On October 17, 2016 Prime Minister Trudeau nominated Justice Malcolm Rowe for appointment to the Supreme Court of Canada. Justice Rowe was a trial judge in Newfoundland and Labrador for two years before being appointed to the Court of Appeal of Newfoundland and Labrador in 2001.
The first section of this article describes the recent changes to the Supreme Court appointment process, as Justice Rowe is the first nomination under the new process. The second section reviews Justice Rowe's application for the position. The third discusses the public hearing, which I attended in Ottawa on 25 October 2016.
The Appointment Process for Supreme Court Justices
The Supreme Court Act, RSC 1985, c S-26, s 4(2) gives the power to appoint Supreme Court justices to the Governor-in-Council but does not describe any process for how to do so. Prior to 2004, any consultation that took place was confidential and informal. A new process was adopted by the Liberal government in 2004 that was ad hoc and quickly organized. The 2004 committee had only one day's notice as to who the two nominees were before speaking to them, and no part in the selection process. This process resulted in the appointment of Justices Abella and Charron to the Supreme Court.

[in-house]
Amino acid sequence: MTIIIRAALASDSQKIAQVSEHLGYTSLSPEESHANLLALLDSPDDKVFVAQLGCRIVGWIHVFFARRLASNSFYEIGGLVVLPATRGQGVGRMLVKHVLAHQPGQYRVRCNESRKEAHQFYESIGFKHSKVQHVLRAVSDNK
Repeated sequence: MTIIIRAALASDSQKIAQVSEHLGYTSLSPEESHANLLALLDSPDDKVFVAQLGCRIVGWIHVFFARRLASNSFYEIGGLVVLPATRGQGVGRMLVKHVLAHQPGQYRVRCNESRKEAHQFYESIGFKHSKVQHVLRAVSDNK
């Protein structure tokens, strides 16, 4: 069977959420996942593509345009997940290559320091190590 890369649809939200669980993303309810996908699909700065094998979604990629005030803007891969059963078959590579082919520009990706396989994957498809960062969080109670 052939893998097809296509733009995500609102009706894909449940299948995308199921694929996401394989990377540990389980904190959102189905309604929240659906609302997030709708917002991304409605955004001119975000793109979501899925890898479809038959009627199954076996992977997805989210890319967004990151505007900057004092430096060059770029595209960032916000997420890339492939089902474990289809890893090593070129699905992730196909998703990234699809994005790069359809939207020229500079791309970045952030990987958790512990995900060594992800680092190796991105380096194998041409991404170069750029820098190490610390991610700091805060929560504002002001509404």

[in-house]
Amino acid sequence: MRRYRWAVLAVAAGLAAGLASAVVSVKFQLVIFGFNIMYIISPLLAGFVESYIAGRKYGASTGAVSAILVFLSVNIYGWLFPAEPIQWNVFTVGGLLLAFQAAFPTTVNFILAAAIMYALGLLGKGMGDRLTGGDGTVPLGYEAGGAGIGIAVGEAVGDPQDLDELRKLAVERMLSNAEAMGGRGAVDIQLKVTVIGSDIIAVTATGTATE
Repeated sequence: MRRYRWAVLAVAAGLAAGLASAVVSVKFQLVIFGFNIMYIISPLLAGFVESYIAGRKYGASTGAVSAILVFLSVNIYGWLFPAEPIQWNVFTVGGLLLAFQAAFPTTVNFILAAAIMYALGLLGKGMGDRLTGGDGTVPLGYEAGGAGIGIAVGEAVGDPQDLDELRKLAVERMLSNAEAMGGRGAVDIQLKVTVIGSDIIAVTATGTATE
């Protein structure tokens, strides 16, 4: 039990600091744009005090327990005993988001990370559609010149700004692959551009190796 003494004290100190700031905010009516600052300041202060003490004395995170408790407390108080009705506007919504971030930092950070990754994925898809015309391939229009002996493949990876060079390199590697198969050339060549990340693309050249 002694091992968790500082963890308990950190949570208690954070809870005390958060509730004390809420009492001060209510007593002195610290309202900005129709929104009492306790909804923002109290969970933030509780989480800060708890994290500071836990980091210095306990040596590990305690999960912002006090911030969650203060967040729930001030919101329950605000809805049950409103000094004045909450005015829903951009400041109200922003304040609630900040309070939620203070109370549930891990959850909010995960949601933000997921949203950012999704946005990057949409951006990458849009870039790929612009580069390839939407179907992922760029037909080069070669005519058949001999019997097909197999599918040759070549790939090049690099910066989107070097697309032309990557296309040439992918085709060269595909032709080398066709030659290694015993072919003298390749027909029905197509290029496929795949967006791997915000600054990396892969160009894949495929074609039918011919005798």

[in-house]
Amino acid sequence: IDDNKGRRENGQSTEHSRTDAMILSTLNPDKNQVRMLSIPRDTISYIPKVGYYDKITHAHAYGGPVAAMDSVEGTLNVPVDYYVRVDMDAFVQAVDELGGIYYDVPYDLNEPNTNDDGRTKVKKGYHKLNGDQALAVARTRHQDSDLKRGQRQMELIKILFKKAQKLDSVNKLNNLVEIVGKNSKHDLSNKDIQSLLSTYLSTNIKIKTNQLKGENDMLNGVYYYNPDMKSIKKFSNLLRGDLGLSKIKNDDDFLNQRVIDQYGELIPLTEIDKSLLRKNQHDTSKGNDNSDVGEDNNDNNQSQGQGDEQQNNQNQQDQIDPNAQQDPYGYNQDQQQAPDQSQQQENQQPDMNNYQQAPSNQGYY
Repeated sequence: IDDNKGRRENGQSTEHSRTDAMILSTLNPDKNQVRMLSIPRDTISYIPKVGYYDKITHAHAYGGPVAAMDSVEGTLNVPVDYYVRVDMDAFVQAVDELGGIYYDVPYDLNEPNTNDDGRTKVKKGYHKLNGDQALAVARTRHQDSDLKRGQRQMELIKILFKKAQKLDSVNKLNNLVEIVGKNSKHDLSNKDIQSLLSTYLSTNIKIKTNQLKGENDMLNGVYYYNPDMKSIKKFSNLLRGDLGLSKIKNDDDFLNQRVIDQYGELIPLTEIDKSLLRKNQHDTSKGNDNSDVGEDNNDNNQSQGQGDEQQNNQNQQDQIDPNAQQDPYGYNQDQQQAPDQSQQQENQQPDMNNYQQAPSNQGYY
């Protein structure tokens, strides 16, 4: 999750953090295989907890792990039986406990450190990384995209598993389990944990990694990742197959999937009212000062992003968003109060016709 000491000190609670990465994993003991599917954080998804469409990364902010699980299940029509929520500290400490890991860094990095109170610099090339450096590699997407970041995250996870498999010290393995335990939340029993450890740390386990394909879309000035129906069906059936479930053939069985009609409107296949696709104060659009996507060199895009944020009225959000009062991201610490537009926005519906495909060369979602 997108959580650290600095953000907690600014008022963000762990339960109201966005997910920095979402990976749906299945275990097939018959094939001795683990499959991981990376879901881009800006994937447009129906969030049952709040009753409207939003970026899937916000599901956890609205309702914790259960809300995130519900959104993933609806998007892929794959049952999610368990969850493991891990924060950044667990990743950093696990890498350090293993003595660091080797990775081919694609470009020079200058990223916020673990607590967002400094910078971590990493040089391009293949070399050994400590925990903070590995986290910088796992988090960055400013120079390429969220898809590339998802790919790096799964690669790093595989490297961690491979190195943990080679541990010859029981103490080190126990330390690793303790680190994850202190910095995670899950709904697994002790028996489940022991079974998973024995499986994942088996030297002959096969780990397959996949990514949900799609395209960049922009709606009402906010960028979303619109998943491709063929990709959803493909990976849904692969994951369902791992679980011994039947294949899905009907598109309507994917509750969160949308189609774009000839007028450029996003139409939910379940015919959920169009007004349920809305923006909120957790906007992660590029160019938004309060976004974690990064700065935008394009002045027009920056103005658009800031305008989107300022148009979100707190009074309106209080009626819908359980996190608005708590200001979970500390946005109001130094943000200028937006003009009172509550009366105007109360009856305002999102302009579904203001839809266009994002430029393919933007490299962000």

The 2005 committee--also struck by the Liberals--participated in the selection process by narrowing the short list of six names (chosen by the Minister) down to three names. The committee included representatives of each political party. The Liberals were defeated in an election before completing the process and the Conservatives completed the nomination process. This was the first year that there was a public interview process between parliamentarians and the nominee, and it led to the appointment of Justice Rothstein in 2006. In 2008 the Conservatives were in power, and a vacancy occurred during an election, so no selection process or hearing was applied when Justice Cromwell was appointed. The process has been inconsistent in recent years--both Justice Gascon and Justice Cote were appointed in 2014 without any public hearings and the same was true of Justice Brown's appointment in 2015.
The new process was announced August 2nd, 2016. First, an independent advisory board was established. The Prime Minister appointed The Right Honourable Kim Campbell as chairperson and two other members to the board (with two of the Prime Minister's nominees being non-lawyers). Four independent professional organizations: the Canadian Judicial Council; the Canadian Bar Association; the Federation of Law Societies of Canada; and the Council of Canadian Law Deans were invited to nominate a member each. There was a notable effort to de-politicize the advisory board. Unlike previous committees used to select...